These scenarios aren't merely hypothetical. In 2011, a 96-year-old Georgia woman was denied the right to vote because she didn't have her marriage certificate. And in Pennsylvania, the state's ID law is on hold until a pending lawsuit is resolved. One of the plaintiffs is a woman who couldn't vote because her marriage certificate was in Hebrew, and she couldn't get a new ID that reflected her changed name, thus, her name didn't match the voter registration list. (Women who obtained common law marriages could have similar problems.) Another plaintiff is a transgender man who presented both a driver's license and passport, but was rejected because of his photograph.
"Voter ID laws discriminate against trans communities and many marginalized communities who struggle to obtain access to consistent, accurate and updated identity documents," says Sasha Buchert, staff attorney at the Transgender Law Center. "Often there are huge barriers for updating documents." In Texas, for example, a transgender person needs to bring a court order to the DMV.
For those heading to the polls, Kelly Ceballos, a spokesperson for the League of Women Voters, says the most important thing is for voters to get educated—Texas, for example, is reducing or eliminating the cost of getting a birth certificate copy in some counties—and not get discouraged. "It is important to participate in the democratic process and the way to do that is to go to the polls and cast a ballot," she says.
Judith Browne Dianis hopes that women voters will start realize that "you're being disenfranchised because you weren't paying attention. Maybe you thought this was something that was just affecting people of color, or low-income people, but it's impacting your voice and your ability to participate on the issues that matter to you."
For more data on voter ID laws and who they affect, click here.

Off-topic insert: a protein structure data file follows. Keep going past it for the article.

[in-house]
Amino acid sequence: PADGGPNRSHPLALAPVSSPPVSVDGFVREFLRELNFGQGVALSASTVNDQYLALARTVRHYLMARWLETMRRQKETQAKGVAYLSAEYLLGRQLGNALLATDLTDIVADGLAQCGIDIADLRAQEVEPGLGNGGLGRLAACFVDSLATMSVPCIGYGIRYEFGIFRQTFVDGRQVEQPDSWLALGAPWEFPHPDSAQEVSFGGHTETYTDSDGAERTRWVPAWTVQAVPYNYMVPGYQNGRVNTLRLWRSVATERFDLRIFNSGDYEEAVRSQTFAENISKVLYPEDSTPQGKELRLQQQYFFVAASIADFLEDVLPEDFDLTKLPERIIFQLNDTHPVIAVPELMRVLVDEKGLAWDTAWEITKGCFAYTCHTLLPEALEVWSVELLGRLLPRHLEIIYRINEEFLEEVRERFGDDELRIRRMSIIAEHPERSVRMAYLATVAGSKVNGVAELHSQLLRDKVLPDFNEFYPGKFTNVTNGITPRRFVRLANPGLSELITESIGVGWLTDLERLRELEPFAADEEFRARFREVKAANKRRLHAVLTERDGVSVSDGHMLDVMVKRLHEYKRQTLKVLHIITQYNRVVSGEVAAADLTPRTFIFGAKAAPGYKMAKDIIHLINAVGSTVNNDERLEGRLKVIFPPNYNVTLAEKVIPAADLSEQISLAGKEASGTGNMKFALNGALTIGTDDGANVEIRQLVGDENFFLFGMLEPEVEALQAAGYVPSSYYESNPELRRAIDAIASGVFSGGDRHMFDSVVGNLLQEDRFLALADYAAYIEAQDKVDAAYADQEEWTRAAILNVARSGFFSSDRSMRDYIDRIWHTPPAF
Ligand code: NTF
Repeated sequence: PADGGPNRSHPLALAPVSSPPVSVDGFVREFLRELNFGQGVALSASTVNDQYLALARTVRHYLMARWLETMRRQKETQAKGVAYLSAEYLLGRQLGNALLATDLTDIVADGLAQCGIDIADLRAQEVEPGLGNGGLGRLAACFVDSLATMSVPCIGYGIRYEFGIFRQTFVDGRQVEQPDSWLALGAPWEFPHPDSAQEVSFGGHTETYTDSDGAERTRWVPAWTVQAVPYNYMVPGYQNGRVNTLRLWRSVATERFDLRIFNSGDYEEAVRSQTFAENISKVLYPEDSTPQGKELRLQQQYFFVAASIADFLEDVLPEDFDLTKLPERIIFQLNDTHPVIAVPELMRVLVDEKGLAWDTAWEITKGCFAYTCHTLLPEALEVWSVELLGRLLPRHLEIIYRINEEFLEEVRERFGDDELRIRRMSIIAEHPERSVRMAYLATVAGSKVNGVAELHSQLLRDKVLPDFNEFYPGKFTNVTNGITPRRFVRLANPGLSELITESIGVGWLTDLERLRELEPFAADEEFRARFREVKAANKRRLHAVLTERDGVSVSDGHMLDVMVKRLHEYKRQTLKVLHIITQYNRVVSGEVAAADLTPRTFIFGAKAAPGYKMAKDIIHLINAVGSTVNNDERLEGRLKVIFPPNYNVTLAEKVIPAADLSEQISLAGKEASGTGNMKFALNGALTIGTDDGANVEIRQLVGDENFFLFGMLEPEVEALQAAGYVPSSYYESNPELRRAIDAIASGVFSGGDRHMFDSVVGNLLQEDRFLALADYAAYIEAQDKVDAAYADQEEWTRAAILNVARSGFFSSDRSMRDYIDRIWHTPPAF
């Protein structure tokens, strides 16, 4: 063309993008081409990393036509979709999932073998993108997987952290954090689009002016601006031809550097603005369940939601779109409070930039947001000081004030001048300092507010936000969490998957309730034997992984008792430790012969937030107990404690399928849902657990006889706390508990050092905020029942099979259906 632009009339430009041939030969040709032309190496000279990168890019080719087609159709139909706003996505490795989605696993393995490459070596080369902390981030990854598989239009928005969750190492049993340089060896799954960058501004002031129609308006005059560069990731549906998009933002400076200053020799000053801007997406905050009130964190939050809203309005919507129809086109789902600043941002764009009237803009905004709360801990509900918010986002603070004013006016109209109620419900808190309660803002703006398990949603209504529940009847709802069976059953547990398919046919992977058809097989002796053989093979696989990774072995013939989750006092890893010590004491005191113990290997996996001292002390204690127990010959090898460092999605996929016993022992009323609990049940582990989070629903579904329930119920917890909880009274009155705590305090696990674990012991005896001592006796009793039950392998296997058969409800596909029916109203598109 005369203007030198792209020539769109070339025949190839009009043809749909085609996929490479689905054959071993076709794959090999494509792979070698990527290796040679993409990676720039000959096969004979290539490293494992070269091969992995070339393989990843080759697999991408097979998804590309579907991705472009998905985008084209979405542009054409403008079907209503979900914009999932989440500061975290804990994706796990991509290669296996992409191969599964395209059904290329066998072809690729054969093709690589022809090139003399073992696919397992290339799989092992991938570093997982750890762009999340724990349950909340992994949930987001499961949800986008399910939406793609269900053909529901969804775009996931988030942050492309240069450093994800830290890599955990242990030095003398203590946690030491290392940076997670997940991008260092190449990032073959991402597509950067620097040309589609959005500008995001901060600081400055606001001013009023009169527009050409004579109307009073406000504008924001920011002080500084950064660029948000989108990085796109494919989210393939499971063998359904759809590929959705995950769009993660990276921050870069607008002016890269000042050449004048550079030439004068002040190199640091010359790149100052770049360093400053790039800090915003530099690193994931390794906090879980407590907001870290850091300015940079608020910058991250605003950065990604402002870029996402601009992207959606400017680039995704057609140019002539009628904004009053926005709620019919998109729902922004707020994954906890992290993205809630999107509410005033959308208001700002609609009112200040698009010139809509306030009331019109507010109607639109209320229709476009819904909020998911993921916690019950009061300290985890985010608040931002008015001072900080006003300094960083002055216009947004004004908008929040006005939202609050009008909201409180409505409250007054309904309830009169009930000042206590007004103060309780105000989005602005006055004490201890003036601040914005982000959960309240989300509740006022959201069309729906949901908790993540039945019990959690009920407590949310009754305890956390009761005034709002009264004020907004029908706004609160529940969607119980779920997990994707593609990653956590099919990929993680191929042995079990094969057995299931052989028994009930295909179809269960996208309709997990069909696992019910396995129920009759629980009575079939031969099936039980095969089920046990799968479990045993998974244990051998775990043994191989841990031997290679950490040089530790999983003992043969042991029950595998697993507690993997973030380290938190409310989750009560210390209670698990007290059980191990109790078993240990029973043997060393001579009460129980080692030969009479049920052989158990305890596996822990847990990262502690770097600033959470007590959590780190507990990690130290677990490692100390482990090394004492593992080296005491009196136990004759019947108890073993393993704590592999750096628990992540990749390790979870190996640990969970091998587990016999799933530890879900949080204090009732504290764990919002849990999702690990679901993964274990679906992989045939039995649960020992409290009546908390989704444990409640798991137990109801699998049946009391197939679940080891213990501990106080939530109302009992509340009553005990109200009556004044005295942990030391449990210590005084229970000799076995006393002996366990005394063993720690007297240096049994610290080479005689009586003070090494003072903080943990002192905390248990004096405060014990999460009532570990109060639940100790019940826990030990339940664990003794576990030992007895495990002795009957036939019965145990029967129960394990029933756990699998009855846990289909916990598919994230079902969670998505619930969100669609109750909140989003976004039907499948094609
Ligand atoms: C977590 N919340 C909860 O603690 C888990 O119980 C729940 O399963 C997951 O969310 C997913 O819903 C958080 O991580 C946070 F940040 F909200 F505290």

"There is a sense of increased stress and reduced morale among LLNL technical employees in the weapons program, stemming from a (perceived, at least) combination of reduced resources and increased work requirements," notes the August 2013 assessment of the lab. "We recommend attention to the potential danger that activities that are important for long-term stockpile stewardship may be dropped in favor of seemingly urgent near-term requirements."
There's always the chance that nuclear scientists might be sitting on warheads reading "The Hollow Men" and listening to Josh Ritter (below), depressed that they're babysitting aging weapons that could destroy humankind. But it's more likely that America's "great speedup" has managed to make its way to US nuclear labs. As Mother Jones reported back in 2011, while overall American productivity has skyrocketed since the 1970s, only the top one percent of earners are seeing the gains. For everyone else, wages have remained frustratingly stagnant. Naturally, the potential consequences of an administrative assistant at McDonalds feeling overworked are not quite the same as a guy in charge of the US nuclear stockpile.
"This reminded me of the time after the collapse of the Soviet Union, when there was some danger that engineers might be tempted to shop their expertise around and take it to other governments, which posed a proliferation hazard," says Steven Aftergood, director of the Federation of American Scientists' Project on Government Secrecy. He adds that "I wouldn't overstate its significance, but it's out of the ordinary and I don't recall seeing these concerns about morale before."
While this is only a brief evaluation of one nuclear site, it's hard to imagine that things have gotten much better since August. During the government shutdown, 6,000 employees at LLNL were forced to suspend their research and several other nuclear labs shut down. There has also been a series of cost overruns and a high-profile, embarrassing security breach at a different nuclear site last year, which involved an 82-year-old nun. LLNL did not respond to a request for comment.
"All the sites are having trouble," Aftergood adds. "This is a small window into a world that we don't normally see."